I’m happy to report, however, that Corbett’s poem – really a linked series of pieces, some of which easily could stand alone as first rates works, others that serve as no more than an amuse-bouche between courses at what proves to be a wonderful feast – exceeds all expectations. It does so, I think, precisely because William Corbett is not Philip Whalen, and makes no attempt to be other than what he is – an Irishman of a particular type from the city of Boston, a working-class intellect at home in the finest art museums & galleries, and any number of drinking establishments along the Boston-New York corridor.² His love & knowledge of baseball is as intense as his interest in art, and his interests in poets resists being pigeon-holed – he has good things to say of Auggie Kleinzahler, Charlie Simic, Jim Behrle & Robert Hass herein, though his strongest influences, here as always, appear to be Jimmy Schuyler & Clark Coolidge. His allusions to the Rat Pack will, I fear, be lost to a generation of readers who don’t immediately get it that Frank means Sinatra. It’s a unique mix, distinctly American, but not like any other American I can think of, including Philip Whalen.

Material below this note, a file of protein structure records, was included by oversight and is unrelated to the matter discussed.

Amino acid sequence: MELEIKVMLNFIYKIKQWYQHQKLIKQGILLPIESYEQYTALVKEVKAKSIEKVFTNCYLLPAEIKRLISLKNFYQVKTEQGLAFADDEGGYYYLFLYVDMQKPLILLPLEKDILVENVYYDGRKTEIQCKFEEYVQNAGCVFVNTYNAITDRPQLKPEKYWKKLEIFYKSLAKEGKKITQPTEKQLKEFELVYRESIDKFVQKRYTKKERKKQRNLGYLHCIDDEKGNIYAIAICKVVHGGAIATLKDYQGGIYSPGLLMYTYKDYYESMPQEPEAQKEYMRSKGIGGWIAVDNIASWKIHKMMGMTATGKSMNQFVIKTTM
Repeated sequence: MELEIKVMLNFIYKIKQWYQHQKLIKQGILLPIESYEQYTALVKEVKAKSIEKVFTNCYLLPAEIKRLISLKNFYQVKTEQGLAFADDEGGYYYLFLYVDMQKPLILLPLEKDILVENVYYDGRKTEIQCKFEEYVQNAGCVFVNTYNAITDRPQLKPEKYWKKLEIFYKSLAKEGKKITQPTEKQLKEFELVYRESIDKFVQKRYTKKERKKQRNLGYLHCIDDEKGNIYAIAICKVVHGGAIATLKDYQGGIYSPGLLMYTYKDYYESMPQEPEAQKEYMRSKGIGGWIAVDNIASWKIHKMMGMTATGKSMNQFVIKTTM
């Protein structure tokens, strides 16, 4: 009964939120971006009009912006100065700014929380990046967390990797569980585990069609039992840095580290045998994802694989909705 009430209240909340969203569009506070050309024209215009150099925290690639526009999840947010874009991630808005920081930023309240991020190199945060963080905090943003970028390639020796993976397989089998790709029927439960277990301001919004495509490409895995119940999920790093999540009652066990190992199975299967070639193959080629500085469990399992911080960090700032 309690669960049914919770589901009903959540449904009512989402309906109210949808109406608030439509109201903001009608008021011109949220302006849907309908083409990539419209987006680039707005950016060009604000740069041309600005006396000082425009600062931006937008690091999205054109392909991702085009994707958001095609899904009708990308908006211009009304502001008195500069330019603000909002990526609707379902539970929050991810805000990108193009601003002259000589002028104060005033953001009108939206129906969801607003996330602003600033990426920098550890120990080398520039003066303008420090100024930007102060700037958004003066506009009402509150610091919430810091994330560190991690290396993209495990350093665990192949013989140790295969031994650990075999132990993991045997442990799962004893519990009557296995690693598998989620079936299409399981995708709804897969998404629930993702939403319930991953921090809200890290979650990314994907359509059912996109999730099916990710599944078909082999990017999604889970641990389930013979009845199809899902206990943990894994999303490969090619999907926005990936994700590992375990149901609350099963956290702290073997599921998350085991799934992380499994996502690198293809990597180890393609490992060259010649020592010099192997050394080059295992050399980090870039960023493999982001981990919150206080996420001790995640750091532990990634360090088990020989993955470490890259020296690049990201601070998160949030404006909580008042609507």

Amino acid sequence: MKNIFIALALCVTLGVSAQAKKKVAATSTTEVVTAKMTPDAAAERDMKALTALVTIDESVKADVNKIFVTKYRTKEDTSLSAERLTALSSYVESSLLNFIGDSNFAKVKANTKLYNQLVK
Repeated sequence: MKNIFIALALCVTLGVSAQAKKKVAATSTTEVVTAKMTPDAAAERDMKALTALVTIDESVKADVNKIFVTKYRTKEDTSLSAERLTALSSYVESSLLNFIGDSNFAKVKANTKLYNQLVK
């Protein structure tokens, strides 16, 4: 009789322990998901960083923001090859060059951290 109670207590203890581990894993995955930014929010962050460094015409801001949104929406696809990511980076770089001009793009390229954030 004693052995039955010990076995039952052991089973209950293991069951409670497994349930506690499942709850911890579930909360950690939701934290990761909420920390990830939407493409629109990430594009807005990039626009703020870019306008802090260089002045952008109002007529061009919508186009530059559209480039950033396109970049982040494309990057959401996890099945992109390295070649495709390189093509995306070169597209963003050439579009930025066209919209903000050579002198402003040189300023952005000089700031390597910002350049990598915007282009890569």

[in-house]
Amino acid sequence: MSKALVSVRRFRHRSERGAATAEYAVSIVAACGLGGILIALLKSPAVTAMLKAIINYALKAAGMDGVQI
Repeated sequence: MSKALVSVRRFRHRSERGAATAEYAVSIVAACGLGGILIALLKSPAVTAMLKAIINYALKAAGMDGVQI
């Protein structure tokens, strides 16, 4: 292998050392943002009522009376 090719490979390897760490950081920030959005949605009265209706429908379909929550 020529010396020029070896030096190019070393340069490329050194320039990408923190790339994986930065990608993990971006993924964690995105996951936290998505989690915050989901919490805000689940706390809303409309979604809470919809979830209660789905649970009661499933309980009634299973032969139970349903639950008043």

Corbett, even when he’s on retreat in Vermont, is a profoundly urban creature. Whalen, who was raised in The Dalles, Oregon, area, never became comfortably urbanized, even after decades in San Francisco & Kyoto. Whalen’s commitment to Zen Buddhism, which he wears pretty lightly in his poems, is nonetheless real – it gave him a context for his being-in-the-present regardless of how quotidian that might be. Corbett simply has no interest. He doesn’t read philosophy, and characterizes “mind” as